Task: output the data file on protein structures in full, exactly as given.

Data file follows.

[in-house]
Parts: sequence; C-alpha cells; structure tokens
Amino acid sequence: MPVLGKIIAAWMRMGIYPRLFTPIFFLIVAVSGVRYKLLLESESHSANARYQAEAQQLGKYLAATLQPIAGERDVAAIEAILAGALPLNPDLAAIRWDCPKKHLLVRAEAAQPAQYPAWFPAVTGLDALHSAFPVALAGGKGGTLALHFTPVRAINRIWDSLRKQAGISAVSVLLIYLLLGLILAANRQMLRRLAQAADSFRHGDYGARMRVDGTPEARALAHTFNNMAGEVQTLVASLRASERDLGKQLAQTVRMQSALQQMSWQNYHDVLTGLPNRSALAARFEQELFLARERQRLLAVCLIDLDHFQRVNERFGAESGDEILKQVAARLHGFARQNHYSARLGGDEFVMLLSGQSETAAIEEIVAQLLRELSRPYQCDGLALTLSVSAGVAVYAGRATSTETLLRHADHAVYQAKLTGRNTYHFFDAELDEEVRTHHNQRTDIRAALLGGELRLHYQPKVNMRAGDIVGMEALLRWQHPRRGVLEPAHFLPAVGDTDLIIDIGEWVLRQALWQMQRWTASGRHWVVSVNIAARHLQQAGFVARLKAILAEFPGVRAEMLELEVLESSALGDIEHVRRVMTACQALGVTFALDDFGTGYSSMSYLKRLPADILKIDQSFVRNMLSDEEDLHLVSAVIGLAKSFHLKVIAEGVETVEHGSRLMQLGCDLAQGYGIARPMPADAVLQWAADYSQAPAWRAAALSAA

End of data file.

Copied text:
[in-house]
Parts: sequence; C-alpha cells; structure tokens
Amino acid sequence: MPVLGKIIAAWMRMGIYPRLFTPIFFLIVAVSGVRYKLLLESESHSANARYQAEAQQLGKYLAATLQPIAGERDVAAIEAILAGALPLNPDLAAIRWDCPKKHLLVRAEAAQPAQYPAWFPAVTGLDALHSAFPVALAGGKGGTLALHFTPVRAINRIWDSLRKQAGISAVSVLLIYLLLGLILAANRQMLRRLAQAADSFRHGDYGARMRVDGTPEARALAHTFNNMAGEVQTLVASLRASERDLGKQLAQTVRMQSALQQMSWQNYHDVLTGLPNRSALAARFEQELFLARERQRLLAVCLIDLDHFQRVNERFGAESGDEILKQVAARLHGFARQNHYSARLGGDEFVMLLSGQSETAAIEEIVAQLLRELSRPYQCDGLALTLSVSAGVAVYAGRATSTETLLRHADHAVYQAKLTGRNTYHFFDAELDEEVRTHHNQRTDIRAALLGGELRLHYQPKVNMRAGDIVGMEALLRWQHPRRGVLEPAHFLPAVGDTDLIIDIGEWVLRQALWQMQRWTASGRHWVVSVNIAARHLQQAGFVARLKAILAEFPGVRAEMLELEVLESSALGDIEHVRRVMTACQALGVTFALDDFGTGYSSMSYLKRLPADILKIDQSFVRNMLSDEEDLHLVSAVIGLAKSFHLKVIAEGVETVEHGSRLMQLGCDLAQGYGIARPMPADAVLQWAADYSQAPAWRAAALSAA